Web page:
Establishment GOP will win* on Election Day, and it’s up to grassroots conservatives to hold them accountable

Senate Republican Leadership

All most signs point to Republicans taking the majority in the U.S. Senate tomorrow and sending Harry Reid and the Democrats “into the wilderness” for at least two years. For conservatives, tomorrow’s 74.4%-sure Republican victory will prove to be a double-edged sword.

This is a hard pill to swallow: Conservatives lost more than a few key primary battles against Establishment-back Republicans this cycle. It’s important to admit it — because, from there, conservatives can do two things:

  1. Re-group and develop a more effective strategy for Republican Senate primaries in 2016.
  2. Hold the new* Republican majority in the Senate accountable.
POLITICO with the not-at-all-sugarcoated primary post-mortem:
With growing confidence as Election Day approaches, Republican leaders are preparing to argue that broad GOP gains in the House and Senate would represent a top-to-bottom validation of their party’s mainline wing. Having taken a newly heavy-handed approach to the primary season this year, the top strategists of the Republican coalition say capturing the majority would set a powerful precedent for similar actions in the future — not just in Senate and congressional races, but in the presidential primary season as well.
National Republicans managed this year to snuff out every bomb-throwing insurgent who tried to wrest a Senate nod away from one of their favored candidates. They spent millions against baggage-laden activists such as Matt Bevin, the Louisville investor who mounted a ham-fisted challenge to Senate Minority Leader Mitch McConnell, and Mississippi state Sen. Chris McDaniel, the conservative upstart who imperiled a safe seat by nearly ousting longtime Sen. Thad Cochran.
Conservatives can learn from these losses heading into 2016, but it appears as though they’re going to be instrumental in the Republican takeover of the Senate first.
Breitbart notes:

Several of these tossup states went through bitter Republican primaries in which the establishment candidate defeated the Tea Party-endorsed candidate. While support for the establishment victors by the vanquished Tea Party primary opponents is a mixed bag, recent endorsements by some former intra-party foes, combined with pragmatic decision making in the minds of Tea Party voters around the country, may bring enough reluctant voters to the polls for Republican candidates to ease the party into a Senate majority.

In Kansas on Thursday, Tea Party-backed Dr. Milton Wolf endorsed incumbent Senator Pat Roberts (R-KS), albeit reluctantly, in his tight race with Democrat-backed “Independent” candidate Greg Orman. Wolf’s endorsement came one day after the Tea Party Patriots Citizens Fund, which had backed Wolf in the primary, endorsed Roberts.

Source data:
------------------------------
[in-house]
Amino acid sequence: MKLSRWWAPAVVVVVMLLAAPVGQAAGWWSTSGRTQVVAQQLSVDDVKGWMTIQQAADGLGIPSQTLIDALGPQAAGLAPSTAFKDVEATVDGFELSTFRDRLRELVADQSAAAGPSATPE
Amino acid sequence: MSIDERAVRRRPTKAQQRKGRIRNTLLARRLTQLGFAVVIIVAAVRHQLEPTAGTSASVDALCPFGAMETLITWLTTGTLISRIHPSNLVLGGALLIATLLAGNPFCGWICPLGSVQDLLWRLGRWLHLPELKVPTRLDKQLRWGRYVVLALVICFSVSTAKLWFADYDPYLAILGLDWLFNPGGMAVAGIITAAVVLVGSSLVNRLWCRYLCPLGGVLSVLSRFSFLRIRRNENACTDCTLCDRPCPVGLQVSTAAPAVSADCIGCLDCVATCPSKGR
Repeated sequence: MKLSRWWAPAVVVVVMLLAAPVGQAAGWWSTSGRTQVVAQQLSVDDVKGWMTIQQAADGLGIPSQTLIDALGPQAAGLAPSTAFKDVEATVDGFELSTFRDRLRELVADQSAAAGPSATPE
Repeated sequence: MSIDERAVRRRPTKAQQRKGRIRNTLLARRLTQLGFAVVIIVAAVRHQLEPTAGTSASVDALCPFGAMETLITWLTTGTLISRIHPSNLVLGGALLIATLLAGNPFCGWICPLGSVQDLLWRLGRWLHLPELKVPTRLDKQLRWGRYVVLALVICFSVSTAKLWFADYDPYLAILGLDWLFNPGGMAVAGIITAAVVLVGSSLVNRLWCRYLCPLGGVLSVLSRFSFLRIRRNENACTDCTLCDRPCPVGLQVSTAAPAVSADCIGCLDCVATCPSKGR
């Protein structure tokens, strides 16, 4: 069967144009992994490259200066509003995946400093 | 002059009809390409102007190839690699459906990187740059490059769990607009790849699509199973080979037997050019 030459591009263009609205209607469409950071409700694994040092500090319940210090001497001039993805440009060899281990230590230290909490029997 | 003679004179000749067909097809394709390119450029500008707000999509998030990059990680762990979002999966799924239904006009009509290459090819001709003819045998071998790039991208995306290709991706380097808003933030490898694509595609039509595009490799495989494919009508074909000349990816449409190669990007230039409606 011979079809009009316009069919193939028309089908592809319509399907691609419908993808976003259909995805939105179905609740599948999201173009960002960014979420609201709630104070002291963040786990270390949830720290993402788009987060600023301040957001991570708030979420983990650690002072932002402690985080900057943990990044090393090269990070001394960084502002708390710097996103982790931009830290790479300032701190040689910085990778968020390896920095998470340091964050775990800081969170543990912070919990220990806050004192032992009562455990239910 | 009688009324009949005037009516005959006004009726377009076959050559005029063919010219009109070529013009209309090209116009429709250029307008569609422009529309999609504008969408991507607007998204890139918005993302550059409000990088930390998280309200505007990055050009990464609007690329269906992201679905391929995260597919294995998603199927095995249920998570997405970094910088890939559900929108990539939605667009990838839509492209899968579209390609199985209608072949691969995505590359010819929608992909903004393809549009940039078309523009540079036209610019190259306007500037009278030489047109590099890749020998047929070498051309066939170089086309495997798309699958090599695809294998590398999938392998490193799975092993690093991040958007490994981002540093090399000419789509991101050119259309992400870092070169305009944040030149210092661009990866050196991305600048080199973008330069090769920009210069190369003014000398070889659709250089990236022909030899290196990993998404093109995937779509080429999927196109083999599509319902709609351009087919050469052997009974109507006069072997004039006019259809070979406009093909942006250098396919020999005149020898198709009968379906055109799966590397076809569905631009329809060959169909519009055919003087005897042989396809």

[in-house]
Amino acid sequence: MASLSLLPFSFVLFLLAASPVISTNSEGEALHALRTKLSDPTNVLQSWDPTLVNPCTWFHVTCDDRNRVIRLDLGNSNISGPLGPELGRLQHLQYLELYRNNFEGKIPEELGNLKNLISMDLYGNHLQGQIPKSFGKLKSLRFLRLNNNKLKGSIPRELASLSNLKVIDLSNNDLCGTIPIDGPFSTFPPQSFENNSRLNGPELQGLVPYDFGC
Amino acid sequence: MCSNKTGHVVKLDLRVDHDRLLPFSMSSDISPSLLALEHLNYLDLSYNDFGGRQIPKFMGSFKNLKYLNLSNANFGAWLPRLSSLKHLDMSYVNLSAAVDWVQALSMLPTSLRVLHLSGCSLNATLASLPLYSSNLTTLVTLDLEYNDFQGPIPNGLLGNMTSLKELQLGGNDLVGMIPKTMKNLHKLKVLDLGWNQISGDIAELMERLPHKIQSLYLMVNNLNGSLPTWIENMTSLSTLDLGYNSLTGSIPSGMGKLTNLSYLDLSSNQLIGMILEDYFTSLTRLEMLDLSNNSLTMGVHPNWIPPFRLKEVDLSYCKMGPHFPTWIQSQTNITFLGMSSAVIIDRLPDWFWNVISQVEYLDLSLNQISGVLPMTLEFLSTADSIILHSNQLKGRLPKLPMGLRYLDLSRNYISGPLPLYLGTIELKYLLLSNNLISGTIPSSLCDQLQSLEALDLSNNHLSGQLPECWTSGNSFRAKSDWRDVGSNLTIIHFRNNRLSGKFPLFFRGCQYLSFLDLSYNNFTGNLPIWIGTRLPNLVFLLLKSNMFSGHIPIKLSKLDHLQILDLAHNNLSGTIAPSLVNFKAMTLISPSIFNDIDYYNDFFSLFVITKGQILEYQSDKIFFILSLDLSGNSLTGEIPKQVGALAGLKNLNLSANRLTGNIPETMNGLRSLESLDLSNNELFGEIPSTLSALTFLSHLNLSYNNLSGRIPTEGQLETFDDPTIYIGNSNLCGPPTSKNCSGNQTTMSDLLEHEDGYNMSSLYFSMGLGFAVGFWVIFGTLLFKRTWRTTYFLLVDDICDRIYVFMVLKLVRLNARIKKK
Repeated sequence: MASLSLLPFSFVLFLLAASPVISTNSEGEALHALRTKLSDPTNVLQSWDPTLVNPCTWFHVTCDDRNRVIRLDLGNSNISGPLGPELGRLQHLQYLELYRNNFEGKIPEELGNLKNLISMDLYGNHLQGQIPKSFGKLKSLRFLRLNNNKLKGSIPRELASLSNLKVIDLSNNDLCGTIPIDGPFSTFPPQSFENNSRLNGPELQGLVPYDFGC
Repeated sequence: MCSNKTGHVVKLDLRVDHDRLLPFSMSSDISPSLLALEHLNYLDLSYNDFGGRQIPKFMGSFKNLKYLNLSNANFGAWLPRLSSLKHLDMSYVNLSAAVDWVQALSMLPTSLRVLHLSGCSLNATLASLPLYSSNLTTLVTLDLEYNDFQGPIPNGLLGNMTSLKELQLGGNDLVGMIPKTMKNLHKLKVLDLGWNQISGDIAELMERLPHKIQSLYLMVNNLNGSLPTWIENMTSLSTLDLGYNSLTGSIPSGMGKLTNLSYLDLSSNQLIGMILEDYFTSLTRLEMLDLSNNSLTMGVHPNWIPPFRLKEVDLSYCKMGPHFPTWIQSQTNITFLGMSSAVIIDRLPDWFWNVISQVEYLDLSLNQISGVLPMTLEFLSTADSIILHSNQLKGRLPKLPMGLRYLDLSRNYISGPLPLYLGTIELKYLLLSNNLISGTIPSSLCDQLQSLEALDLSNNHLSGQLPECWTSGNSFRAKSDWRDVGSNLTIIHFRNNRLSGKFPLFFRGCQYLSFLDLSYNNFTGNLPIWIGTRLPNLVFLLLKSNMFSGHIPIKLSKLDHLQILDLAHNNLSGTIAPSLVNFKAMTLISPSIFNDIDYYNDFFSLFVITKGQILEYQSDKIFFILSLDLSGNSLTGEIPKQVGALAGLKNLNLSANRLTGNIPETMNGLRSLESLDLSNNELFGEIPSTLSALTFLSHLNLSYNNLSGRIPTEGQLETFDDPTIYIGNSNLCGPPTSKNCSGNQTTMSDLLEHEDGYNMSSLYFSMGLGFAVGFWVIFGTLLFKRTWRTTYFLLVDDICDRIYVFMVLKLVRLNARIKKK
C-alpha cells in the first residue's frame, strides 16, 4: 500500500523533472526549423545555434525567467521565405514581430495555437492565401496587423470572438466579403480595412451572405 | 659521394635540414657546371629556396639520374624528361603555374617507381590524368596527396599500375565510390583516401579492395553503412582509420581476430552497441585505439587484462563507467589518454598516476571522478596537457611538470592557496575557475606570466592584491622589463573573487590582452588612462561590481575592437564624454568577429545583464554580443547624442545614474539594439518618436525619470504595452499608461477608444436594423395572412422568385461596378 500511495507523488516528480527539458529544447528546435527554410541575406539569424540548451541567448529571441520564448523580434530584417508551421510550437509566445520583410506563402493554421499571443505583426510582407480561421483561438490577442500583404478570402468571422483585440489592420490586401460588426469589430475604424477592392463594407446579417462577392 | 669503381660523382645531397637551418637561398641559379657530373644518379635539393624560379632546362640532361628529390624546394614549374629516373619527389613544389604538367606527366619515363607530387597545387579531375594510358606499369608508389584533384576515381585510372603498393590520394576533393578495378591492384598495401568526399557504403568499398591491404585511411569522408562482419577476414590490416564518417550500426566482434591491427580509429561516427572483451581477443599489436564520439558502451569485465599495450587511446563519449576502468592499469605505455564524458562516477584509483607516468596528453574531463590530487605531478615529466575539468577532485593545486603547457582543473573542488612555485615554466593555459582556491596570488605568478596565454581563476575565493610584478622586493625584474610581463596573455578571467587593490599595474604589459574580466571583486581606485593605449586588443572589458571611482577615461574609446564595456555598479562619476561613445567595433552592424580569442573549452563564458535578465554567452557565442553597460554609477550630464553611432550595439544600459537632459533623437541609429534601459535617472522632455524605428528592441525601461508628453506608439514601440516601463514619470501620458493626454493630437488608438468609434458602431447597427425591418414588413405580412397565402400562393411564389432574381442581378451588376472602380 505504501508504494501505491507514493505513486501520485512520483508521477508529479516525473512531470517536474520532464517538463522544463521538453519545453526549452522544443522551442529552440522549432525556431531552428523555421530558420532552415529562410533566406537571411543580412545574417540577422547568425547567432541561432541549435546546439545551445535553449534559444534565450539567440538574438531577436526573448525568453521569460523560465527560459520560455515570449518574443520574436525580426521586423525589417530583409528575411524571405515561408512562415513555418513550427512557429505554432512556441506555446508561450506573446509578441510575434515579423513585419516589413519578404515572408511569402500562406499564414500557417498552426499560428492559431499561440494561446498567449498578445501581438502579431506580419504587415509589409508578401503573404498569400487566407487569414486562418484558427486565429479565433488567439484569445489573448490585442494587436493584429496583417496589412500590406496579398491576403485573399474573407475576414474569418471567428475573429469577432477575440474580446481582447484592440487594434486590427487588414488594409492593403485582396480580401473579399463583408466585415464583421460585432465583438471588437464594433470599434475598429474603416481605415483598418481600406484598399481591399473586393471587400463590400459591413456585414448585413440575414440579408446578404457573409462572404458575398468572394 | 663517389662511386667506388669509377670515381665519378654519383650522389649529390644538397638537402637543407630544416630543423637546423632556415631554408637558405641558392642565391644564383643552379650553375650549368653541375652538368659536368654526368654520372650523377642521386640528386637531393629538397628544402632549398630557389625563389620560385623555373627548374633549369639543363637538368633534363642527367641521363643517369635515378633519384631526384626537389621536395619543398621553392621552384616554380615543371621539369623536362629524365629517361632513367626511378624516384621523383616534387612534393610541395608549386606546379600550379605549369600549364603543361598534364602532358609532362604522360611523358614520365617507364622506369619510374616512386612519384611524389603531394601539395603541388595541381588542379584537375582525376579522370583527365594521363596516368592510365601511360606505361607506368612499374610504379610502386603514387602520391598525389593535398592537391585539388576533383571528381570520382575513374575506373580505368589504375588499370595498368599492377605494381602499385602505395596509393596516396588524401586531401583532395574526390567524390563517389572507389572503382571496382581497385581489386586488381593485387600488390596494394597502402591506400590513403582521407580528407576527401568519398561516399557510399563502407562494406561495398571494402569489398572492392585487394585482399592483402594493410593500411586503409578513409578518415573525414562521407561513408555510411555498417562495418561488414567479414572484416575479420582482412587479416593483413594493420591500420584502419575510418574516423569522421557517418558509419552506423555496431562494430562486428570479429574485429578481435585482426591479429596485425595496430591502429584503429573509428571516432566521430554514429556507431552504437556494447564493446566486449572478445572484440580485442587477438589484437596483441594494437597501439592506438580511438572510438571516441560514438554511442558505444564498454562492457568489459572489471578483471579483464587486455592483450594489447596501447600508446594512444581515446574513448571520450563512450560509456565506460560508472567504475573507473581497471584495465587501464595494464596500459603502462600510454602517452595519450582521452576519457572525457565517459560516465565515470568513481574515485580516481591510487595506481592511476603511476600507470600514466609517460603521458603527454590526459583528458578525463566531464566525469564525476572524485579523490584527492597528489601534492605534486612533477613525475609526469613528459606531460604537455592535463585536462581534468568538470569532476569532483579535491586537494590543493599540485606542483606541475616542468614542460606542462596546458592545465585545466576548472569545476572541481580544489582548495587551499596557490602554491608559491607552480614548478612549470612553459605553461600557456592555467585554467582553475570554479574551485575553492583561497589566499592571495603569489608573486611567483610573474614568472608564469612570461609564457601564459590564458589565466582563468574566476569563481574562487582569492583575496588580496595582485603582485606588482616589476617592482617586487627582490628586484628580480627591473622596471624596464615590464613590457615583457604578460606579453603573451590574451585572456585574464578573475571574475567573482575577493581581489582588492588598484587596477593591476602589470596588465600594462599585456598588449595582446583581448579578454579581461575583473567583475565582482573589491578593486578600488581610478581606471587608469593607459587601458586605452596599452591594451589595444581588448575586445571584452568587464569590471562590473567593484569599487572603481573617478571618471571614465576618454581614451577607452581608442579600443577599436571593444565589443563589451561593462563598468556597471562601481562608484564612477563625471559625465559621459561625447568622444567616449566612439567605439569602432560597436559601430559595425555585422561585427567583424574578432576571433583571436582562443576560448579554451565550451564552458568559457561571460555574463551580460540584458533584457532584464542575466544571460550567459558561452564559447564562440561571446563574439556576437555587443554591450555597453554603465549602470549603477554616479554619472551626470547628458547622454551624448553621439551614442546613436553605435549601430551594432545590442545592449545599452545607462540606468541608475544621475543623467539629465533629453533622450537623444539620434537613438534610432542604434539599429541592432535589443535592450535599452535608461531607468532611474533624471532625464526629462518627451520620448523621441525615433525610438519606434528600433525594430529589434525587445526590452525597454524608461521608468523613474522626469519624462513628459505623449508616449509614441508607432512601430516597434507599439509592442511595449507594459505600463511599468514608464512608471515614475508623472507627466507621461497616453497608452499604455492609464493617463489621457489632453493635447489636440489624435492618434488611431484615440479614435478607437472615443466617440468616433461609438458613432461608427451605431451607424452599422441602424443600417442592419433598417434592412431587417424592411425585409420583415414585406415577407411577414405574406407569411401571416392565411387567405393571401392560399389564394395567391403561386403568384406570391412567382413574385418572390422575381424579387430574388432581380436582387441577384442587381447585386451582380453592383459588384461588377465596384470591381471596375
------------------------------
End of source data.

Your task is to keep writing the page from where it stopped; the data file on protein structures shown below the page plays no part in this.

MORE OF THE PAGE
Earlier this month in Alaska, both Tea Party-endorsed Joe Miller and Tea Party Express publicly supported Republican primary winner Dan Sullivan in his efforts to unseat incumbent Senator Mike Begich (D-AK). In Kentucky, Tea Party-endorsed Matt Bevin is “flirting with endorsing” incumbent Senator Mitch McConnell (R-KY), according to the Lexington Herald Leader. In North Carolina, Rand Paul, who endorsed Dr. Greg Brannon in the primary, has endorsed and campaigned for primary victor Thom Tillis in the general election race with incumbent Senator Kay Hagan (D-NC).

In the same write-up, conservative stalwart Richard Viguerie asserts, ”When the GOP has a big victory this coming Tuesday night, they will owe a big debt to the Tea Party conservatives.”

This is true.

Should Republicans take the Senate, it will become much more important for conservative constituents to put pressure on the new Republican majority.

Here’s a fun fact: When Republicans last held the Senate in 2006, Twitter had only been around for a few months. Since then, it’s become a tremendous tool for organizing opposition (or support) for candidates, causes, and specific legislation. Tweeting at Mitch McConnell and other Republican leaders was impossible. Social media activism (the author uses “activism” lightly here) was still in its infancy.

(McConnell’s office didn’t get a Twitter account until July 2011; Jon Kyl, March 2009; John Cornyn, February 2008.)

With the 24-hour news cycle and the widespread use of social media, it’s now incredibly easy to mount a public campaign in support or opposition of candidates, causes, and specific legislation. And conservatives must be ready and willing to organize against the Republican majority to stop bad legislation.

Tomorrow’s Republican victory is a step in the right direction for conservatives, but they must remain vigilant. As the saying goes, “Sometimes politicians must feel the heat before they see the light.”

* - UL isn’t quite counting Republican chickens yet. The Republican Party has an unmatched ability to snatch defeat from the jaws of victory.


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